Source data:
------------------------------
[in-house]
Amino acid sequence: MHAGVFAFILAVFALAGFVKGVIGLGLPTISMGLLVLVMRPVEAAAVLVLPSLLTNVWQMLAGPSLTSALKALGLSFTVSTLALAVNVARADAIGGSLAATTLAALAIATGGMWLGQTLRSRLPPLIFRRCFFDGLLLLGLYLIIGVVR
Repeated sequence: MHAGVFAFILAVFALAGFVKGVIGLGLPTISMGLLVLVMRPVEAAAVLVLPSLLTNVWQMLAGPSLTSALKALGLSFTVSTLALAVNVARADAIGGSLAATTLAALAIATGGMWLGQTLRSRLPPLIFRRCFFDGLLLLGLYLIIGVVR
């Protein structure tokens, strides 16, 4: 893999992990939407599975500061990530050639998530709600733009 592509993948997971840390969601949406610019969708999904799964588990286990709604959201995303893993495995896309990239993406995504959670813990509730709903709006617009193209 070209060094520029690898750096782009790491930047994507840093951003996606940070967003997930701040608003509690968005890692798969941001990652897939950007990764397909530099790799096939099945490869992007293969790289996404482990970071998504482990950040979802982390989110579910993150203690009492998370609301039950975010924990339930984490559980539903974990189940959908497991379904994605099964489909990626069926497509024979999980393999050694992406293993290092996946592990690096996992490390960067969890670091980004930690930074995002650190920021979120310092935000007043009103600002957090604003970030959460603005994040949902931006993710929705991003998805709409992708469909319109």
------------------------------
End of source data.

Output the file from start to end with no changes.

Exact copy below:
[in-house]
Amino acid sequence: MHAGVFAFILAVFALAGFVKGVIGLGLPTISMGLLVLVMRPVEAAAVLVLPSLLTNVWQMLAGPSLTSALKALGLSFTVSTLALAVNVARADAIGGSLAATTLAALAIATGGMWLGQTLRSRLPPLIFRRCFFDGLLLLGLYLIIGVVR
Repeated sequence: MHAGVFAFILAVFALAGFVKGVIGLGLPTISMGLLVLVMRPVEAAAVLVLPSLLTNVWQMLAGPSLTSALKALGLSFTVSTLALAVNVARADAIGGSLAATTLAALAIATGGMWLGQTLRSRLPPLIFRRCFFDGLLLLGLYLIIGVVR
């Protein structure tokens, strides 16, 4: 893999992990939407599975500061990530050639998530709600733009 592509993948997971840390969601949406610019969708999904799964588990286990709604959201995303893993495995896309990239993406995504959670813990509730709903709006617009193209 070209060094520029690898750096782009790491930047994507840093951003996606940070967003997930701040608003509690968005890692798969941001990652897939950007990764397909530099790799096939099945490869992007293969790289996404482990970071998504482990950040979802982390989110579910993150203690009492998370609301039950975010924990339930984490559980539903974990189940959908497991379904994605099964489909990626069926497509024979999980393999050694992406293993290092996946592990690096996992490390960067969890670091980004930690930074995002650190920021979120310092935000007043009103600002957090604003970030959460603005994040949902931006993710929705991003998805709409992708469909319109």